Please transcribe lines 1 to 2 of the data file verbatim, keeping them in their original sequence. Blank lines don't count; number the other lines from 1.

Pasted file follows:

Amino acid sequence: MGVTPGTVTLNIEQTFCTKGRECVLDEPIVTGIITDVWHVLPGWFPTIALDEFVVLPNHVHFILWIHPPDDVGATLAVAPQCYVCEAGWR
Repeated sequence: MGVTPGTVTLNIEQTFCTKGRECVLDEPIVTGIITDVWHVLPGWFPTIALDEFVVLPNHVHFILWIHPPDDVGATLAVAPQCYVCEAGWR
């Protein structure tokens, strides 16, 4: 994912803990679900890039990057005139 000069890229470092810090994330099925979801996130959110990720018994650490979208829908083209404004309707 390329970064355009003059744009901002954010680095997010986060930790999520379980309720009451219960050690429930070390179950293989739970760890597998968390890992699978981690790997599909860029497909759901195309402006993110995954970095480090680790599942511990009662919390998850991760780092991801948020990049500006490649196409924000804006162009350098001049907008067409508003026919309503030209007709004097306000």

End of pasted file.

Amino acid sequence: MGVTPGTVTLNIEQTFCTKGRECVLDEPIVTGIITDVWHVLPGWFPTIALDEFVVLPNHVHFILWIHPPDDVGATLAVAPQCYVCEAGWR
Repeated sequence: MGVTPGTVTLNIEQTFCTKGRECVLDEPIVTGIITDVWHVLPGWFPTIALDEFVVLPNHVHFILWIHPPDDVGATLAVAPQCYVCEAGWR